The NCSL Blog


By Lisa Soronen

In an unauthored opinion in Moore v. Texas II the Supreme Court concluded Bobby James Moore has an intellectual disability. In Atkins v. Virginia (2002) the Supreme Court held that persons with intellectual disabilities can’t be executed.

The Supreme Court sided Tuesday with a Texas convict who claimed his intellectual disability makes him ineligible for the death penalty. (Photo11: Jacquelyn Martin, AP)As the dissenting justices point out, the Supreme Court typically opines whether a lower court has correctly applied a standard and sends the case back to the lower court if it didn’t. The Supreme Court usually doesn’t apply the standard itself. It may have done so in this case because it previously held the Texas Court of Criminal Appeals failed to correctly apply the intellectual disability standard to Moore in Texas v. Moore (2017) (Moore I). 

According to the Supreme Court, “[a]t 13, Moore lacked basic understanding of the days of the week, the months of the year, and the seasons; he could scarcely tell time or comprehend the standards of measure or the basic principle that subtraction is the reverse of addition.” For a court to find intellectual disability, a person must have intellectual-functioning deficits and adaptive deficits that onset when the person was a minor.

While the trial court found that Moore had adaptive deficits of two or more standard deviations in all three adaptive skill sets (conceptual, social and practical), the Texas Court of Criminal Appeals held that Moore had not proven that he “possessed the requisite adaptive deficits.”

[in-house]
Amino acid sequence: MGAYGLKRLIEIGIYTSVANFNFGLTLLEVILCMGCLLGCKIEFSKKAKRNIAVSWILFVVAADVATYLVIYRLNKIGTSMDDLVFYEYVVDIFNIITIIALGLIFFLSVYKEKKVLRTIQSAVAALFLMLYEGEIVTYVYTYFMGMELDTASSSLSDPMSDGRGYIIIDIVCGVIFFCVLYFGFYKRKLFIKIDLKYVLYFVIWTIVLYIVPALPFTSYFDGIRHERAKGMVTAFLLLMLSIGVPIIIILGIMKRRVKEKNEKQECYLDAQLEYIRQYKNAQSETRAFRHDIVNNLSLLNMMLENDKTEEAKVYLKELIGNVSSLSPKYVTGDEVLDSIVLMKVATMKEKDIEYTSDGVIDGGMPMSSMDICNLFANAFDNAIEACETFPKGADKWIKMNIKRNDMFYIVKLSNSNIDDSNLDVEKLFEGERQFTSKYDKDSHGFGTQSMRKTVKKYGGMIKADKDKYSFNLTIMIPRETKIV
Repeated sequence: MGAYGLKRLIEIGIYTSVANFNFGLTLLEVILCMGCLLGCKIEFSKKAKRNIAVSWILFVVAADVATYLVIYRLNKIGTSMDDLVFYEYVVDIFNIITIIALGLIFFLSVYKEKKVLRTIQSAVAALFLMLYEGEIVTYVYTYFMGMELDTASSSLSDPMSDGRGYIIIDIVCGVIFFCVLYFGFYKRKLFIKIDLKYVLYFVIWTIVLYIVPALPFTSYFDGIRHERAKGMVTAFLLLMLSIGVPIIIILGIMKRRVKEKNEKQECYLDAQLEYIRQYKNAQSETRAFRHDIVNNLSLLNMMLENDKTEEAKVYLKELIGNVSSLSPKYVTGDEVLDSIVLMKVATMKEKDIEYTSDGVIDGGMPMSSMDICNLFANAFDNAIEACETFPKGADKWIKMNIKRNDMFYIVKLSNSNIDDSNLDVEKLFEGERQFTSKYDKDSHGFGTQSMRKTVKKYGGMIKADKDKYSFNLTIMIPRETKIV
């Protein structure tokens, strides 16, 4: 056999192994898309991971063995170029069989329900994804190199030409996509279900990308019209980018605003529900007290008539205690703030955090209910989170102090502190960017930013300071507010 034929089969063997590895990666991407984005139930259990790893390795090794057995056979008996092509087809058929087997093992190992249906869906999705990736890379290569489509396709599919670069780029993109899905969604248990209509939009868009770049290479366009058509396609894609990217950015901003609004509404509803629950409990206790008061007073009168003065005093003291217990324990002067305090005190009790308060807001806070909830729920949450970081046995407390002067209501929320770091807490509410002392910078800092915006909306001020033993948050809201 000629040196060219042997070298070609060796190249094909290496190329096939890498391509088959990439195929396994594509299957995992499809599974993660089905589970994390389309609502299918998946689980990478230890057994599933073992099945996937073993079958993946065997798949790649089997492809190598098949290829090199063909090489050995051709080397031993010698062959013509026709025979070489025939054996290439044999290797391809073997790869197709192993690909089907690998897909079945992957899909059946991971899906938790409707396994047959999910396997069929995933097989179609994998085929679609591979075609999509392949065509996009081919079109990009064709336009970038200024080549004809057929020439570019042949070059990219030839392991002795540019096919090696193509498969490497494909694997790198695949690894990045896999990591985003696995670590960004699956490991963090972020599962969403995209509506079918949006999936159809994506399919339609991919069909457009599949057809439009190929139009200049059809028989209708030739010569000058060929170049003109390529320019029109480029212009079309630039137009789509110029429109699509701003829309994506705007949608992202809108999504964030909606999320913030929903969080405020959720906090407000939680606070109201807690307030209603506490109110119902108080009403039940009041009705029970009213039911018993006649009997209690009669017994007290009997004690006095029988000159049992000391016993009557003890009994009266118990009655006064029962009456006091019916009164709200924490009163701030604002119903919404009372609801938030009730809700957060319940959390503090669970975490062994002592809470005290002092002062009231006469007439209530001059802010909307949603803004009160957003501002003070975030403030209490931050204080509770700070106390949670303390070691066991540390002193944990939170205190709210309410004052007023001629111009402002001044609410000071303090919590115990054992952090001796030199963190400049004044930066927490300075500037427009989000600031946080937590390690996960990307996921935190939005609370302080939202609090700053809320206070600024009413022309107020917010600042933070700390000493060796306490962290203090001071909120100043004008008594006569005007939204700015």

In Moore I, the Supreme Court criticized the Texas Court of Criminal Appeals for five errors: overemphasizing Moore’s adaptive strengths; stressing Moore’s improved behavior in prison; concluding that Moore’s record of academic failure and child abuse detract from a “determination that his intellectual and adaptive deficits were related”; and requiring Moore to show his adaptive deficits were not related to a personality disorder.

The final error the Supreme Court pointed to in Moore I was the Texas Court of Criminal Appeals reliance on a number of factors from a 2004 Texas Court of Criminal Appeals court decision, Ex parte Briseno, which the Supreme Court described as “having no grounding in prevailing medical practice,” and “invit[ing] ‘lay perceptions of intellectual disability’ and ‘lay stereotypes’ to guide assessment of intellectual disability.” 

In Moore I, the Supreme Court instructed the Texas Court of Criminal Appeals to decide again whether Moore was intellectually disabled. It again concluded he wasn’t. 

In Moore II, the Supreme Court held the Texas Court of Criminal Appeals made many of the same mistakes it made in its first decision. “We have found in its opinion too many instances in which, with small variations, it repeats the analysis we previously found wanting, and these same parts are critical to its ultimate conclusion.”

With no additional analysis, the Supreme Court agreed with Moore (and the prosecutor in this case) that “on the basis of the trial court record, Moore has shown he is a person with intellectual disability.”

Lisa Soronen is executive director of the State and Local Legal Center and a frequent contributor to the NCSL Blog on judicial issues.

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This blog offers updates on the National Conference of State Legislatures' research and training, the latest on federalism and the state legislative institution, and posts about state legislators and legislative staff. The blog is edited by NCSL staff and written primarily by NCSL's experts on public policy and the state legislative institution.